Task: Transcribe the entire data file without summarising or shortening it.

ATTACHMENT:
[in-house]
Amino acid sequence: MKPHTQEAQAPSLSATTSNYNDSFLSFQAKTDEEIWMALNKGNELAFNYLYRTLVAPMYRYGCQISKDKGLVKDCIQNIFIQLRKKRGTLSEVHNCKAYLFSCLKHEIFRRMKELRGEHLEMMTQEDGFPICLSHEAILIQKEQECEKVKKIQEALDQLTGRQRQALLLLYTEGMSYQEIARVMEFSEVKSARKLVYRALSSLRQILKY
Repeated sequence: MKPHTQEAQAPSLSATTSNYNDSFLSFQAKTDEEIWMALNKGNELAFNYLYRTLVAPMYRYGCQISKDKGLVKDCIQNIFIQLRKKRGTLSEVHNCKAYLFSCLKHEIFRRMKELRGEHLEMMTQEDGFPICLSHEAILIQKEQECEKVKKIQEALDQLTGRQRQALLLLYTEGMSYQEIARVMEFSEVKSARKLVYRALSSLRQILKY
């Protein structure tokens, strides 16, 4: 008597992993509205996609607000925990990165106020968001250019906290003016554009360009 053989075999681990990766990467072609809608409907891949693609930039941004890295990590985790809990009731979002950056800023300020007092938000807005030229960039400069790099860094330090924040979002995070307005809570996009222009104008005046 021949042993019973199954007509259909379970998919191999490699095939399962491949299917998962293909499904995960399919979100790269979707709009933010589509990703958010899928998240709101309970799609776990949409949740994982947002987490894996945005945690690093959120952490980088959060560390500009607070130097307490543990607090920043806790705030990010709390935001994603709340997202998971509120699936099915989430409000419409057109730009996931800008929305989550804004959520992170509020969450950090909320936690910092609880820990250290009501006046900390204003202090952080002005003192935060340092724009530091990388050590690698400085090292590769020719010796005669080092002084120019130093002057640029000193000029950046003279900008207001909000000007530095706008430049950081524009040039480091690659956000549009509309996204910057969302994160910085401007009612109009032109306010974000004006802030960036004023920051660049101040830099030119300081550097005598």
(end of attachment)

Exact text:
[in-house]
Amino acid sequence: MKPHTQEAQAPSLSATTSNYNDSFLSFQAKTDEEIWMALNKGNELAFNYLYRTLVAPMYRYGCQISKDKGLVKDCIQNIFIQLRKKRGTLSEVHNCKAYLFSCLKHEIFRRMKELRGEHLEMMTQEDGFPICLSHEAILIQKEQECEKVKKIQEALDQLTGRQRQALLLLYTEGMSYQEIARVMEFSEVKSARKLVYRALSSLRQILKY
Repeated sequence: MKPHTQEAQAPSLSATTSNYNDSFLSFQAKTDEEIWMALNKGNELAFNYLYRTLVAPMYRYGCQISKDKGLVKDCIQNIFIQLRKKRGTLSEVHNCKAYLFSCLKHEIFRRMKELRGEHLEMMTQEDGFPICLSHEAILIQKEQECEKVKKIQEALDQLTGRQRQALLLLYTEGMSYQEIARVMEFSEVKSARKLVYRALSSLRQILKY
């Protein structure tokens, strides 16, 4: 008597992993509205996609607000925990990165106020968001250019906290003016554009360009 053989075999681990990766990467072609809608409907891949693609930039941004890295990590985790809990009731979002950056800023300020007092938000807005030229960039400069790099860094330090924040979002995070307005809570996009222009104008005046 021949042993019973199954007509259909379970998919191999490699095939399962491949299917998962293909499904995960399919979100790269979707709009933010589509990703958010899928998240709101309970799609776990949409949740994982947002987490894996945005945690690093959120952490980088959060560390500009607070130097307490543990607090920043806790705030990010709390935001994603709340997202998971509120699936099915989430409000419409057109730009996931800008929305989550804004959520992170509020969450950090909320936690910092609880820990250290009501006046900390204003202090952080002005003192935060340092724009530091990388050590690698400085090292590769020719010796005669080092002084120019130093002057640029000193000029950046003279900008207001909000000007530095706008430049950081524009040039480091690659956000549009509309996204910057969302994160910085401007009612109009032109306010974000004006802030960036004023920051660049101040830099030119300081550097005598």